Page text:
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Gerontology Competencies for Undergraduate and Graduate Education

The AGHE Gerontology Competencies for Undergraduate and Graduate Education were adopted on November 20, 2014, after an Association-wide multi-year effort of gathering and integrating feedback to build consensus.  The effort was led by the AGHE Competency Workgroup and was built upon the work of Wendt, Peterson and Douglas (1993) as well as current literature in foundations of gerontology and competency-based education. The AGHE Gerontology Competencies for Undergraduate and Graduate Education are a resource for competency-based gerontology education with liberal arts, professional and/or scientific program orientations.    The framework for the competencies encourages gerontology education programs to maintain their specific orientation (e.g., liberal arts), and utilize the competencies with flexibility and creativity.   The competencies may be applied to gerontology programs with majors, minors and certificate programs at the associate, undergraduate and/or master’s level. Please find a mapping tool here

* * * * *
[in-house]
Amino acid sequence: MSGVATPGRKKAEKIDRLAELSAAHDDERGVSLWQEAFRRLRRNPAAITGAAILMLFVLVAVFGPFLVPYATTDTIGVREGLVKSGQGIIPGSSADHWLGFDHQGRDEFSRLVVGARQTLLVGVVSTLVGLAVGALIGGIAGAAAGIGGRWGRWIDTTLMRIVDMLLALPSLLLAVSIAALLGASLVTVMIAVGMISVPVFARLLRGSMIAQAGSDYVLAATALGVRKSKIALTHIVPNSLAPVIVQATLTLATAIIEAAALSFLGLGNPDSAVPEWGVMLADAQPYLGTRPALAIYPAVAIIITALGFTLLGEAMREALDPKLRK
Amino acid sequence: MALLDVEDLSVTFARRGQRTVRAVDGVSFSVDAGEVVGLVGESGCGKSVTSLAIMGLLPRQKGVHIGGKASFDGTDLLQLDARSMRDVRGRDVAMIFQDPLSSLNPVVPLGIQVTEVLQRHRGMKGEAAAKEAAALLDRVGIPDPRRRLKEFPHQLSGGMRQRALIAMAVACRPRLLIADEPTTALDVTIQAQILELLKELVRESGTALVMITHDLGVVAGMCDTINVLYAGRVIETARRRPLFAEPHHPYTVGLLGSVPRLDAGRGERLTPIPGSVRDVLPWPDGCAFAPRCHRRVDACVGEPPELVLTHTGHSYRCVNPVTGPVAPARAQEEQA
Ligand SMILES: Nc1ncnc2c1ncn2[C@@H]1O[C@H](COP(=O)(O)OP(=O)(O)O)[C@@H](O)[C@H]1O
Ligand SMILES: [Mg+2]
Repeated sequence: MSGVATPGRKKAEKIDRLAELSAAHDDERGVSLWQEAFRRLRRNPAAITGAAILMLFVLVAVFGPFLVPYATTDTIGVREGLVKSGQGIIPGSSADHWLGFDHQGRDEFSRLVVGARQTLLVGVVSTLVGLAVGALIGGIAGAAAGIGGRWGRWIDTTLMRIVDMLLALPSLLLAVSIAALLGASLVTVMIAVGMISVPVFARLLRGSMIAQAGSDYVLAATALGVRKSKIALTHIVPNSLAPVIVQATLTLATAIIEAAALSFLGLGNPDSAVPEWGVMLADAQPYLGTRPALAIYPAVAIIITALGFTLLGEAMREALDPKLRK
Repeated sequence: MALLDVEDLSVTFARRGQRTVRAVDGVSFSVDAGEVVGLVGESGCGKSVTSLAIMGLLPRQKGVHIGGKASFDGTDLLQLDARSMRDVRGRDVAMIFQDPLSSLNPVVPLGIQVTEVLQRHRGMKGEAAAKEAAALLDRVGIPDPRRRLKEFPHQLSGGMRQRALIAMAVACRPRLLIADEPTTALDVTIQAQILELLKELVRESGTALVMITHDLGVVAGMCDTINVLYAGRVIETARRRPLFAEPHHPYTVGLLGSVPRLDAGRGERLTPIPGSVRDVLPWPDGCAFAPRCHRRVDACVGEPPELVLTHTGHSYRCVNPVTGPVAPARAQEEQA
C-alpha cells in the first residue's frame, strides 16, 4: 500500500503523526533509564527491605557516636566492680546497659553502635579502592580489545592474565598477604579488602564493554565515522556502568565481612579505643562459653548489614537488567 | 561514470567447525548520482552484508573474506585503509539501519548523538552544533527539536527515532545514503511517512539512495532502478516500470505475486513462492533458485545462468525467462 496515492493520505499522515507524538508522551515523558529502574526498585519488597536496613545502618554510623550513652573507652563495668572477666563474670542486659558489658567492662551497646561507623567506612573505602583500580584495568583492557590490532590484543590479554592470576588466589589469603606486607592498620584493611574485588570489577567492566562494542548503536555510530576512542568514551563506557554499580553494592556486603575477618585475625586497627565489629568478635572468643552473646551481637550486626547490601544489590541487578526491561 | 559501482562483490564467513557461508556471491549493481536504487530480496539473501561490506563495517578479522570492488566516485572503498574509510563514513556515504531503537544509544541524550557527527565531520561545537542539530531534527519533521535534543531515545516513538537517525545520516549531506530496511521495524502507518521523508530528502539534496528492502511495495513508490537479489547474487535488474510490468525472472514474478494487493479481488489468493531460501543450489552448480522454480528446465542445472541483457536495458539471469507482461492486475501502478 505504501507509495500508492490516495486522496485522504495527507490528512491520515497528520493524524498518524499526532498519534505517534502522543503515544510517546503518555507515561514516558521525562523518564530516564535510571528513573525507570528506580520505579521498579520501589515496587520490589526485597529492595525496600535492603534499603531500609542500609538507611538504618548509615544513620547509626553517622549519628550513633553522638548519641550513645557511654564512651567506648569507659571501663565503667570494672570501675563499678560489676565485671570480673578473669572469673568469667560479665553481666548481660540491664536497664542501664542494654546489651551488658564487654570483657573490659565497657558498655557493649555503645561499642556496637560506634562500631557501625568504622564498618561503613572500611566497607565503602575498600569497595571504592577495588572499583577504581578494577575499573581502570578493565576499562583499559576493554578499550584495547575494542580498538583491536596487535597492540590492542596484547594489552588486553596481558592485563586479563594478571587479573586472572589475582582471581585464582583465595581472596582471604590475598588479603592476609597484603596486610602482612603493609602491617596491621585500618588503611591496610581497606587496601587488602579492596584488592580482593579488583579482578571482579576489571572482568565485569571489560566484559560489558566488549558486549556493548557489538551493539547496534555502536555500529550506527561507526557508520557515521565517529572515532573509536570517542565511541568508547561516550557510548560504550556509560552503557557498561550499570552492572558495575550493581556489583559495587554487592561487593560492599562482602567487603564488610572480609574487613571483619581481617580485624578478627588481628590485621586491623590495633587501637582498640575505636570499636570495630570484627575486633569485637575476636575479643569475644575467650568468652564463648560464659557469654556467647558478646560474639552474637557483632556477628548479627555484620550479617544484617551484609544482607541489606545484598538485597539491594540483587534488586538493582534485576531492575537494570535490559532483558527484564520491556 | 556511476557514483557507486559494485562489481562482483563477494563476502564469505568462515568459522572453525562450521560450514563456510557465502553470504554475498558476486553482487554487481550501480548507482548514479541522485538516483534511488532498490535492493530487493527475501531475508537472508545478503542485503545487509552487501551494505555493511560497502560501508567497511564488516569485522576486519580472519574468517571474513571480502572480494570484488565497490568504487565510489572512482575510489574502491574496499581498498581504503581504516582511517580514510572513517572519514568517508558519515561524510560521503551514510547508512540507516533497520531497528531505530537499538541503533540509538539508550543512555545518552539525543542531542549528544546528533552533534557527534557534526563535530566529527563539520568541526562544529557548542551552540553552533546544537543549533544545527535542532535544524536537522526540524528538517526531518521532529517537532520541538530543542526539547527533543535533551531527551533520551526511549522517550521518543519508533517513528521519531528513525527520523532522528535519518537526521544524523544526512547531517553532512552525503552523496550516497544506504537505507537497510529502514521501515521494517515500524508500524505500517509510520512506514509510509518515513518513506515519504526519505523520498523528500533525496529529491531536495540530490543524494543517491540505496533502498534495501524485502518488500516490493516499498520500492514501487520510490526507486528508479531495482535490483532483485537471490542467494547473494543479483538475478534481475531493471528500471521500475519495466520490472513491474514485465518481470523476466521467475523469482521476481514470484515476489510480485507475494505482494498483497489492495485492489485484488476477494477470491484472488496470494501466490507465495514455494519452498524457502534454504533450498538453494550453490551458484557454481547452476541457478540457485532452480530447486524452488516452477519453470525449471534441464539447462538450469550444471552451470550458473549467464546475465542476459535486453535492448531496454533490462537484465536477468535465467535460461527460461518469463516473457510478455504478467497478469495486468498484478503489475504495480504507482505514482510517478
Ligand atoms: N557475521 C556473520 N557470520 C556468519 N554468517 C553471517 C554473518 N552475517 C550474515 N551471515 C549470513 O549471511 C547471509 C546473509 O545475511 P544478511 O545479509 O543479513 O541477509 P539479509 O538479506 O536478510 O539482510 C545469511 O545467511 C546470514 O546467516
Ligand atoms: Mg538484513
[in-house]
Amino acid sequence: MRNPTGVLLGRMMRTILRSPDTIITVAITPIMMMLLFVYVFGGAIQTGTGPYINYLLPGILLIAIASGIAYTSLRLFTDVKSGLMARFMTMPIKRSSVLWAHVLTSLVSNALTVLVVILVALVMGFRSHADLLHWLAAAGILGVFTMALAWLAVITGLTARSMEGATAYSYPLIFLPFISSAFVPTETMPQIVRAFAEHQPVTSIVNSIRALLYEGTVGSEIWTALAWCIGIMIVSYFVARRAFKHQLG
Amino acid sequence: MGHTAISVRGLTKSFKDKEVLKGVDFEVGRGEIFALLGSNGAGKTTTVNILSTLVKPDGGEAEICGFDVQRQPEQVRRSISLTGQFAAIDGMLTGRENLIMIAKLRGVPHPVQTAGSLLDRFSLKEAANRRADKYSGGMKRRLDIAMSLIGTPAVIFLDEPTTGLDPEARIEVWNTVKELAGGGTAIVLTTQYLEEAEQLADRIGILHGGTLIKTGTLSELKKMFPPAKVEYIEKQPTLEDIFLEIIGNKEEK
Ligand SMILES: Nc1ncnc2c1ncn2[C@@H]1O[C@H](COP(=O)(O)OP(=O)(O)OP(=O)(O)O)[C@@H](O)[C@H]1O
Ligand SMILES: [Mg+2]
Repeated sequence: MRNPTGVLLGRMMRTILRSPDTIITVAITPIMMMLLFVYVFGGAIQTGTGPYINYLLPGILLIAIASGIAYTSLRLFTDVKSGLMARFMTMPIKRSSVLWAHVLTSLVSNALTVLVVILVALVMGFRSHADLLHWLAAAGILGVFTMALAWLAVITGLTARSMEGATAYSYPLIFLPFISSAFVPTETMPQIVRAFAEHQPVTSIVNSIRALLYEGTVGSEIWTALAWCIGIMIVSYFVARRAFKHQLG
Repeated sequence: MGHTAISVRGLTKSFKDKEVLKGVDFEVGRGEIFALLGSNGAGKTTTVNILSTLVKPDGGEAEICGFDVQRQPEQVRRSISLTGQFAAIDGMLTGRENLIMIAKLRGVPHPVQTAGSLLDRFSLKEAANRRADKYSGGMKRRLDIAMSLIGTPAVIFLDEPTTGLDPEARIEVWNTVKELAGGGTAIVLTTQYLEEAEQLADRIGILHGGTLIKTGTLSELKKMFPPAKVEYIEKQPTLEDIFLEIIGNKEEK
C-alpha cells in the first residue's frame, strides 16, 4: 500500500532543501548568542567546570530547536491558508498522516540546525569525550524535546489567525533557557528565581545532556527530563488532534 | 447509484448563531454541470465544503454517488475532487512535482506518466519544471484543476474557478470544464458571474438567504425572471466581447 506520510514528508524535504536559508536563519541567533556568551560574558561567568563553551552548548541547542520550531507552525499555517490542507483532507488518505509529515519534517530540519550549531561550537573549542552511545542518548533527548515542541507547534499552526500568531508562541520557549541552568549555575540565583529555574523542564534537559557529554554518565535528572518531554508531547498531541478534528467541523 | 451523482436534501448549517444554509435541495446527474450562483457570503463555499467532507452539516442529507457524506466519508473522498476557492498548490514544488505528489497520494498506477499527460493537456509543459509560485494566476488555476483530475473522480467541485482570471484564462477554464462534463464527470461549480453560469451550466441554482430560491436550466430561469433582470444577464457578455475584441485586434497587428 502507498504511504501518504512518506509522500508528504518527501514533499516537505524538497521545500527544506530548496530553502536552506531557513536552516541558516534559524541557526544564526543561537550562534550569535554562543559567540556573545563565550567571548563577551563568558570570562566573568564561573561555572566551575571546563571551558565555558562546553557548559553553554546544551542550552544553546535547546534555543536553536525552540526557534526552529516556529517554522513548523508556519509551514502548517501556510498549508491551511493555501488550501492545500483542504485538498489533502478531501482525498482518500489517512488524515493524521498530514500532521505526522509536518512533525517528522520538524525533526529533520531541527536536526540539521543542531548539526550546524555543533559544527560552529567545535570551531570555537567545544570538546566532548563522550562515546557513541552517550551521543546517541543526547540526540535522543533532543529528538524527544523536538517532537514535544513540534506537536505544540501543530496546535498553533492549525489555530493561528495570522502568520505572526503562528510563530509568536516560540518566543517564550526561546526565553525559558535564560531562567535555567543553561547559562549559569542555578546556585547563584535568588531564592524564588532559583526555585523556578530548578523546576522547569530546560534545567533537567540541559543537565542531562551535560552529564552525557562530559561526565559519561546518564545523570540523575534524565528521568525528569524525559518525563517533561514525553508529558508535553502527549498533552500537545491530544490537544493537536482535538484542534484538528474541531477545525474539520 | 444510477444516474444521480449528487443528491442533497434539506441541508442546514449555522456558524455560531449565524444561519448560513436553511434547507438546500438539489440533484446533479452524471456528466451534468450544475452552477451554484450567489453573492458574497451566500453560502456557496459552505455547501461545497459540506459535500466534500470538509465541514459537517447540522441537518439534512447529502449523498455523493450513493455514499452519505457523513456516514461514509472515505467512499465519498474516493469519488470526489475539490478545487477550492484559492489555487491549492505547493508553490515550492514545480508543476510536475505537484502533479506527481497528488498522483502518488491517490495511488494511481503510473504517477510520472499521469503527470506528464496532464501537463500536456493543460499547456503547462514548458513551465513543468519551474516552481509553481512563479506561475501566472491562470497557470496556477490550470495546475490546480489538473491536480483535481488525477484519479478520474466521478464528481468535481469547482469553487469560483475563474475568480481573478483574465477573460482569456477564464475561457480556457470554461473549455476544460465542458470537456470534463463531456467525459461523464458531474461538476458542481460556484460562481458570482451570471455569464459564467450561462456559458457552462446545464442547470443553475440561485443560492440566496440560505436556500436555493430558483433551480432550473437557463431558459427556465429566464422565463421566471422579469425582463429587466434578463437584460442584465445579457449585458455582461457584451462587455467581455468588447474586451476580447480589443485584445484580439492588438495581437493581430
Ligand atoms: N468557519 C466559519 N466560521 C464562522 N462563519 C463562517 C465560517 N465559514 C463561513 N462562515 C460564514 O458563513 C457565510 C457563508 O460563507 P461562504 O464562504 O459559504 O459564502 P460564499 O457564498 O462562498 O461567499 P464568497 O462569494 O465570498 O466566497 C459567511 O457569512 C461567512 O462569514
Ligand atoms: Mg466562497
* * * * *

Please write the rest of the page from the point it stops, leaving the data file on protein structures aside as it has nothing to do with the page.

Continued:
There are three categories of competencies (I, II and III).

Category I competencies represent the essential orientation to the field of gerontology, are foundational and expected to be broadly represented in Associate, Bachelors, Master’s degree and gerontology certificate programs.

Category II competencies are “interactional” competencies that capture the processes of knowing and doing across the field of gerontology and are also expected to be broadly represented in the above types of educational programs. Category III competencies are meant to capture the most relevant skills for contexts of employment in the variety of sectors and areas that gerontologists may work, including education.

Category III competencies are to be selected based on the mission, goals and orientation(s) of the educational program. Competencies in Category III provide gerontology education program leadership with the ability to select and tailor the competency expectations for their particular programs’ needs and orientations. It is suggested that programs select 2 or more Domains in Category III, and use the related competencies within that domain for their curricula. Within Category III, programs may identify additional competency content as appropriate for their program orientations and emphases.

 

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